It is from the foundations of the philosophers of the past who came up with experiments and concepts of structuralism and functionalism that the thinking process of creating behaviorism concepts. Having been first brought forth by the John Watson in the early 1900s, a plethora of written materials supported the idea that the study of behavior with a concentration on the extents to which the processes of actions and reaction come about are can be used to understand such concepts as those that influence human behavior (Kitchener & O’Donohue, 1999). Basically, this concept has its key focus on the two-way understanding of the multifaceted relation between a stimulus and a response to it. It is the endeavor of a good psychologist to understand how a stimulus, which is a specific action, event, or sensation that an organism is subjected to, the response on the individual. On the other hand, for the reaction or response of the subject, it should be possible to understand type, or better still, the specific stimulus that is responsible for the response (Buckley, 1989).
As a consequence of this, other affiliates and sub-branches of the conditioning and classical conditioning have come up as a result of myriads of empirical experiments. Thus, as Watson puts it, in a particular environments, well placed conditioned training as well as the little regard to phylogeny or potential, any individual organism is capable of becoming what they are expected, trained or conditioned to be (Watson, 2008).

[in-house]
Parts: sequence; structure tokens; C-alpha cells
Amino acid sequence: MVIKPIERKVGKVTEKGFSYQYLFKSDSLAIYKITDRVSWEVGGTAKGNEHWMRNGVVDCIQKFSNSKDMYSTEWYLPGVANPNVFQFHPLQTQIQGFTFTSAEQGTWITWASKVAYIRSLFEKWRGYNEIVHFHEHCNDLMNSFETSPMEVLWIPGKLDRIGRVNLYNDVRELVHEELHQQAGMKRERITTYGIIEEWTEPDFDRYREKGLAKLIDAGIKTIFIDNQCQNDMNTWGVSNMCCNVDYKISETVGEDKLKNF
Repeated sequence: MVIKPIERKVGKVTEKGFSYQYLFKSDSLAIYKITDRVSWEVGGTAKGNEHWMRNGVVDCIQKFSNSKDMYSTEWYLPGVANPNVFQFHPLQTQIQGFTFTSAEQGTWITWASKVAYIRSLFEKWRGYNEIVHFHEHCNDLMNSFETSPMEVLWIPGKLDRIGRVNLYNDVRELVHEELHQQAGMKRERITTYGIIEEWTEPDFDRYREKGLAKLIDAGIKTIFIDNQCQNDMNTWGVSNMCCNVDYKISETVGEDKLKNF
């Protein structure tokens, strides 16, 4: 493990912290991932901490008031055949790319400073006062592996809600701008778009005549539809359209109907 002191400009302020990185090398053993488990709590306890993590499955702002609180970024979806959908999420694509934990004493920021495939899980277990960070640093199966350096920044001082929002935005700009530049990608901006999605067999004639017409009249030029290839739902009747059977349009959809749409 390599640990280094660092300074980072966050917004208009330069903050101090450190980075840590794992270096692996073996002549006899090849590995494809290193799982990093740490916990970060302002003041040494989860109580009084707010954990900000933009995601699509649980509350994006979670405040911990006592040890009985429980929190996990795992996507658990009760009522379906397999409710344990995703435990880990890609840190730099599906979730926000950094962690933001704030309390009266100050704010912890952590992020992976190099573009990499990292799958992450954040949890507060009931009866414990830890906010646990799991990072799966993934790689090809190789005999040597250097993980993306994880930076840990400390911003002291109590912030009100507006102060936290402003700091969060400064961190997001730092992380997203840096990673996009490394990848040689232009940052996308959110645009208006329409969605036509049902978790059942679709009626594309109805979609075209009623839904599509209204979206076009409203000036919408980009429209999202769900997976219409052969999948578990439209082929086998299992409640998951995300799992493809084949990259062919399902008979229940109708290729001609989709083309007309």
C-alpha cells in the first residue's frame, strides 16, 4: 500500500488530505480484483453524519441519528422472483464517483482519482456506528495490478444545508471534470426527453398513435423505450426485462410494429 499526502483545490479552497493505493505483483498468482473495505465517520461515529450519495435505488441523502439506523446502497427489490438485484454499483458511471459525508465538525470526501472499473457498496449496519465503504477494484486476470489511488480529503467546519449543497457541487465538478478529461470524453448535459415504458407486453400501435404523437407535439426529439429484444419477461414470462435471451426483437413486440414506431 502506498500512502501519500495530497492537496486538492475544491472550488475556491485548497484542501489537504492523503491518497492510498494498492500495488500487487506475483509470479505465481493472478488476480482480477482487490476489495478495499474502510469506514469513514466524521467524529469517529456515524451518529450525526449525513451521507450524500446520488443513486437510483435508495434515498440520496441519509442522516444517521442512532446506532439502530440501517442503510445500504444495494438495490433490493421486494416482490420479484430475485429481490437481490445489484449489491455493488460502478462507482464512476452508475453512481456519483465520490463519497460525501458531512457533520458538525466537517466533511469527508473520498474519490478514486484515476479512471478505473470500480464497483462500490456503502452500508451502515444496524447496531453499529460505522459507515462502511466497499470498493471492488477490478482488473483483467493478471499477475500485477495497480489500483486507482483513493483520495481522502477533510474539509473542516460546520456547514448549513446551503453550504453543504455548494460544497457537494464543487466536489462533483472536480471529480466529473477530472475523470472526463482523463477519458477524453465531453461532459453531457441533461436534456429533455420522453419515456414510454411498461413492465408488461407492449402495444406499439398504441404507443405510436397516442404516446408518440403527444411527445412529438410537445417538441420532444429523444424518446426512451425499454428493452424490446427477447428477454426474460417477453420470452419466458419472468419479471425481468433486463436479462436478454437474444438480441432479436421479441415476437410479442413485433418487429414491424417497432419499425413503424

Whereas the concepts and principles of behaviorism have been used for a long time to come up with an understanding of the underlying and deep-seated issues in learning processes, there was need to understand the process of learning with the point of view that emanates from the study of the thought process, information processing and manipulation as well as the effects on learning. As such, from the early times of scientific and philosophical propositions, it is noted that the search of the understanding of the learning process is spotted with a spectra of footprints of scientists and scholars (Jahnke & Nowaczyk, 1998). Though they use a mixture of various earlier concepts, Charles Darwin’s evolution theory states that from the onset of existence of life, organisms have gone through changes within and without their species in a bid to participate equivalently in the competitive world of the survival for the fittest as well as Dewey’s spiritual approach tend to agree on one thing; that organisms and human beings undergo gradual development and depending on the environment, there are possible modifications that come about in order for the organism to better live in their environments. It is for this reason that all eyes then focused into the exploring the key influencer of consciousness and thought as well as the varying effects that come from it (Shettleworth, 2010). Through a number of experiments, it was found that the though process and what affects it, play an important role in determining the learning ability, process and outcomes involved. Apparently, in as much as structuralism and functionalism come close to helping understand the internal process of learning; they are just basic foundations and stepping stones towards the understanding of behavioral, cognitive as well as constructivism. This means that even though Watson puts it across that through behavioral condition in a suitable environment, one can become whatever they are conditioned to be by learning, there are a few variations that can only be explained via the understanding of cognitive processes. Basically, it is a known fact that performance in assessment procedures and tests come out differently for different people. This is because there are a difference in the cognitive aspect of learning that is manifested in the motivation, age and level of intelligence, personality and other traits that influence an individual’s ability to learn. It is also of importance in the understanding of the processes that bring about the differences between the reflective and the impulsive persons as well as turning the stones covering the facts about crystallized and liquid intelligence. One of the most outstanding aspects of cognitivism is the fact that it is related to treatment and not stimuli as in behavioral models. As such, visual effects in learning process, signs, classroom structure, motivation and teaching methods are among the factors to consider when the subject is under study for the cognitive aspect of learning (Jahnke & Nowaczyk, 1998).